Morgan Tsvangirai: MDC is a young party, just three years old. It continues to undergo some transformation. It started as a mass movement, a broad front, which gradually is becoming a structured political party, with a consistent and synthesised ideological framework, which is enabling the party to check and clarify its policy positions. All this it has had to do while being harassed and attacked; we have had to operate and develop in a state of emergency, even if that is undeclared. So we have done well to come this far.

Coming as it does from the side of the marginalized and the poor, the MDC is always struggling for finances. Unlike ZANU (PF) the MDC cannot (and of course will not, when it is in power!) loot state resources for party needs; nor does it have the resources that have come to ZANU PF through its financial and business interests, some of which are extremely corrupt and nefarious (and which are part of the proof of the betrayal of the promise of liberation from the ZANU elite). 

ZimWatch: What do you expect and demand of the international community in terms of carrying forward the process of change in Zimbabwe?

Morgan Tsvangirai: We expect and demand solidarity from the international community for the struggle of the Zimbabwe people to have the opportunity to progress freely, to continue the struggle for full liberation.

This needs political and diplomatic pressure to be maintained and increased on the small elite of ZANU that is blocking the way forward. There must be no relaxation: Zimbabwe has to be seen as, and treated as, a crisis point for Africa.

ZimWatch: At the global level?

Morgan Tsvangirai: The international institutions need to be more active in taking up the questions of human rights abuse, corruption, mis-governance: the destruction of a whole people’s livelihood and prospects for the future because of the arrogance and pride of a single man, and a small clique around him, has to be refused, condemned and changed.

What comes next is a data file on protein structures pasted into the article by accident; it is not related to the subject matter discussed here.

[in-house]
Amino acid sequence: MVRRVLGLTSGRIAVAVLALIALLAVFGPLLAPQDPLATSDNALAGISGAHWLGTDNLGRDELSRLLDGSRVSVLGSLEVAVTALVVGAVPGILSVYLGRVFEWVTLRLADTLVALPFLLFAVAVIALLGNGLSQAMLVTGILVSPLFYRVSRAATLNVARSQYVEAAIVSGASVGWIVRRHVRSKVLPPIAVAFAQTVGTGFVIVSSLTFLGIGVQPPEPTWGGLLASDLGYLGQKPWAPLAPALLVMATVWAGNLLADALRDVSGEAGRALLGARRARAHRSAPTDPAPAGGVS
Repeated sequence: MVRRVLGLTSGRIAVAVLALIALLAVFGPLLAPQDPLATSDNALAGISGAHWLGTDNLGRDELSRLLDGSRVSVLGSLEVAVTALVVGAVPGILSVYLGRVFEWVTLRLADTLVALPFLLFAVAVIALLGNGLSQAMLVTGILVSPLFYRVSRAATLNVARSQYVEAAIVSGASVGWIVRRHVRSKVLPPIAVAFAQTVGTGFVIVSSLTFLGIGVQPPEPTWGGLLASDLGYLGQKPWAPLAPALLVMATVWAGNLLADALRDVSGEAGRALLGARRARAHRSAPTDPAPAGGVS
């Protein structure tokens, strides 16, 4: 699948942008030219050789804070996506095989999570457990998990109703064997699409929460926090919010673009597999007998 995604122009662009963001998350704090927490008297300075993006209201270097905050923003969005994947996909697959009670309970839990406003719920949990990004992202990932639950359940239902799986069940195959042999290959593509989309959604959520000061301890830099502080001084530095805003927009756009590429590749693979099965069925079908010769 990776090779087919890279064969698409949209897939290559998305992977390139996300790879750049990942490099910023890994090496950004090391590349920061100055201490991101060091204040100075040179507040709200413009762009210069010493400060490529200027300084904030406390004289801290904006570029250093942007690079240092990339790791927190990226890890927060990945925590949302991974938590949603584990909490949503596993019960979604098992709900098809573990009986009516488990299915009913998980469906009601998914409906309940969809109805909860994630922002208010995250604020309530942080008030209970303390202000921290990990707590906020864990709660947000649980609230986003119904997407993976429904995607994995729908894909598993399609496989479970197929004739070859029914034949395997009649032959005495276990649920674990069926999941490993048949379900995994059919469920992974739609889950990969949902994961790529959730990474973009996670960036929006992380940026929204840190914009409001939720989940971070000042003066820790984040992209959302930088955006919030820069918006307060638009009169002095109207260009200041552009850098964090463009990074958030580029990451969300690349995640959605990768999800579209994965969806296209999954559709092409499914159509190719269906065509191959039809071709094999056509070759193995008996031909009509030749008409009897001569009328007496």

ZimWatch:  In the North?

Morgan Tsvangirai: Countries of the north – the European Union, the United States, Canada, other countries of Europe – need to continue and increase their isolation of the ruling clique of Zimbabwe, to be consistent in use of the sanctions that they have imposed, and to develop new forms of pressure. Also, financial support is needed by the MDC for its work to make democratic change happen in Zimbabwe.

ZimWatch:  The African community?

Morgan Tsvangirai: While there has been good progress in the last month, there is still need for a complete convergence among African governments – a clear understanding that the crisis in Zimbabwe is neither the land, nor the British, but the crisis of governance: the centralization and retention of power, by Mugabe and a small elite around him, through antidemocratic and corrupt practices. African leaders and governments must increase their pressure on Mugabe. They have to recognize that the longer the Zimbabwe crisis is left unresolved, the greater the negative effects will be on African countries. 

ZimWatch:  Other countries of the South?